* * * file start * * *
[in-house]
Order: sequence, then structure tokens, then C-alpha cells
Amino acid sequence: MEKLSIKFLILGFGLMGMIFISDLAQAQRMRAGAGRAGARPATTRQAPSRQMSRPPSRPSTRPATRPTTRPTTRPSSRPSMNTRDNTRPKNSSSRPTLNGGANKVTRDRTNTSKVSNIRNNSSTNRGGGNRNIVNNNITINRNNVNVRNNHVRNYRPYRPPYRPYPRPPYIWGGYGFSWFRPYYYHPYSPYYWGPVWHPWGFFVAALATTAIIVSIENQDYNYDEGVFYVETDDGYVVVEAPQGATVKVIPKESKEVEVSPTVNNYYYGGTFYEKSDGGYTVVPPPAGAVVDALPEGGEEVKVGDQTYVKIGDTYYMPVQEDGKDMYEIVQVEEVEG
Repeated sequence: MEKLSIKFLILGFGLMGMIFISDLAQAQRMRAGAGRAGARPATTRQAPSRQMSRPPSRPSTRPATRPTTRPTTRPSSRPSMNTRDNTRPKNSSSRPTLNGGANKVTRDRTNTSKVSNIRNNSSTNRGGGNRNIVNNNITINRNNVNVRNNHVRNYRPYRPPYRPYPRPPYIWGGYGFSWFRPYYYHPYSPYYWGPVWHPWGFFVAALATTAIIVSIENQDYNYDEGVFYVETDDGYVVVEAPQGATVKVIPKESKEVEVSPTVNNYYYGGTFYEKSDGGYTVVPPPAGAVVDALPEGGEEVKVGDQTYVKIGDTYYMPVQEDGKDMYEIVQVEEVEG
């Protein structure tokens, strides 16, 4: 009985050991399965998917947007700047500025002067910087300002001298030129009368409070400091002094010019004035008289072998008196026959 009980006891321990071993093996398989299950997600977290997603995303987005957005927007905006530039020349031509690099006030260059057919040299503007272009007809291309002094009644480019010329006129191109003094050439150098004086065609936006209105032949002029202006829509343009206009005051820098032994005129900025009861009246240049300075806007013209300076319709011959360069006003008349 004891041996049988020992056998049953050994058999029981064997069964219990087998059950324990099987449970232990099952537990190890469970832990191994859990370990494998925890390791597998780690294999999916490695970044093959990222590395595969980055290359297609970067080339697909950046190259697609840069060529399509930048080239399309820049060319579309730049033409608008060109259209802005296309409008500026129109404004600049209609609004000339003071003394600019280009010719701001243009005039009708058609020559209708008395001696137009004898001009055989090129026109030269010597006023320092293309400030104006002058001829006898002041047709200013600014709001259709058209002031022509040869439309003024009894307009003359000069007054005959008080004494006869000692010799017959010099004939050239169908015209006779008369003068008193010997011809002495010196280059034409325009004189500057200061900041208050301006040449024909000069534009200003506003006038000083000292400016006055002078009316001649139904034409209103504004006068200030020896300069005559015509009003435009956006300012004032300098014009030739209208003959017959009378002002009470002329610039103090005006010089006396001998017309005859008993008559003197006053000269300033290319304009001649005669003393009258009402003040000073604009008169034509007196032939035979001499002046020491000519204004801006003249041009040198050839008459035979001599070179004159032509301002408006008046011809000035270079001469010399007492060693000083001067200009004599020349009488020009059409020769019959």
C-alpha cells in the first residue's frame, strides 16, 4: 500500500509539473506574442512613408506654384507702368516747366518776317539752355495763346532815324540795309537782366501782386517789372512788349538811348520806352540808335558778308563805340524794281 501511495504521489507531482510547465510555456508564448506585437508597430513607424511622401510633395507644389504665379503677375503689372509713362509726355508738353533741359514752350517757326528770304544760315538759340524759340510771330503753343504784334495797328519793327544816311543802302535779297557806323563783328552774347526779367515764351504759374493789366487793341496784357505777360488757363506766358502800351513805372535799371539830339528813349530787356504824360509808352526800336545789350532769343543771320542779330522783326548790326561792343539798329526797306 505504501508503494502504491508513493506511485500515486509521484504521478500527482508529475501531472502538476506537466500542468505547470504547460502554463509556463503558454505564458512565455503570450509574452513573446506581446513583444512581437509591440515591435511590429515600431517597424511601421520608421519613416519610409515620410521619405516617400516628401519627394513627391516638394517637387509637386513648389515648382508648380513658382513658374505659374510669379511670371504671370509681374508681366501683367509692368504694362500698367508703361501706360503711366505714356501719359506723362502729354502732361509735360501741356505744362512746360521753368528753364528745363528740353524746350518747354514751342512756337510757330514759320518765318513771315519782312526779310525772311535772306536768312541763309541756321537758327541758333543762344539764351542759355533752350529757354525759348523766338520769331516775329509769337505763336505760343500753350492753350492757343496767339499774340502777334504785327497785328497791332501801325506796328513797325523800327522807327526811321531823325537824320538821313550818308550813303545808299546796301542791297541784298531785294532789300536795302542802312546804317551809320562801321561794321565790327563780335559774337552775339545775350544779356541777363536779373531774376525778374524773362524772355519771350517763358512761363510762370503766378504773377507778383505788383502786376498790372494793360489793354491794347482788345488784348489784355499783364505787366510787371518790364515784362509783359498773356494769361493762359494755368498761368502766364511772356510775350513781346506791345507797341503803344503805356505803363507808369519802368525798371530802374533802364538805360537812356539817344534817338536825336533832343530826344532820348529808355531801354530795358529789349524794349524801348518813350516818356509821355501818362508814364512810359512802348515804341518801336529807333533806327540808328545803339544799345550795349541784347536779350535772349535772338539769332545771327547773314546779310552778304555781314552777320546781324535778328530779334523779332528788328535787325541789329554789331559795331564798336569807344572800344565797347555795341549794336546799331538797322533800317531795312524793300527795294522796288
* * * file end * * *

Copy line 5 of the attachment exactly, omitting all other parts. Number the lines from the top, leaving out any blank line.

């Protein structure tokens, strides 16, 4: 009985050991399965998917947007700047500025002067910087300002001298030129009368409070400091002094010019004035008289072998008196026959 009980006891321990071993093996398989299950997600977290997603995303987005957005927007905006530039020349031509690099006030260059057919040299503007272009007809291309002094009644480019010329006129191109003094050439150098004086065609936006209105032949002029202006829509343009206009005051820098032994005129900025009861009246240049300075806007013209300076319709011959360069006003008349 004891041996049988020992056998049953050994058999029981064997069964219990087998059950324990099987449970232990099952537990190890469970832990191994859990370990494998925890390791597998780690294999999916490695970044093959990222590395595969980055290359297609970067080339697909950046190259697609840069060529399509930048080239399309820049060319579309730049033409608008060109259209802005296309409008500026129109404004600049209609609004000339003071003394600019280009010719701001243009005039009708058609020559209708008395001696137009004898001009055989090129026109030269010597006023320092293309400030104006002058001829006898002041047709200013600014709001259709058209002031022509040869439309003024009894307009003359000069007054005959008080004494006869000692010799017959010099004939050239169908015209006779008369003068008193010997011809002495010196280059034409325009004189500057200061900041208050301006040449024909000069534009200003506003006038000083000292400016006055002078009316001649139904034409209103504004006068200030020896300069005559015509009003435009956006300012004032300098014009030739209208003959017959009378002002009470002329610039103090005006010089006396001998017309005859008993008559003197006053000269300033290319304009001649005669003393009258009402003040000073604009008169034509007196032939035979001499002046020491000519204004801006003249041009040198050839008459035979001599070179004159032509301002408006008046011809000035270079001469010399007492060693000083001067200009004599020349009488020009059409020769019959």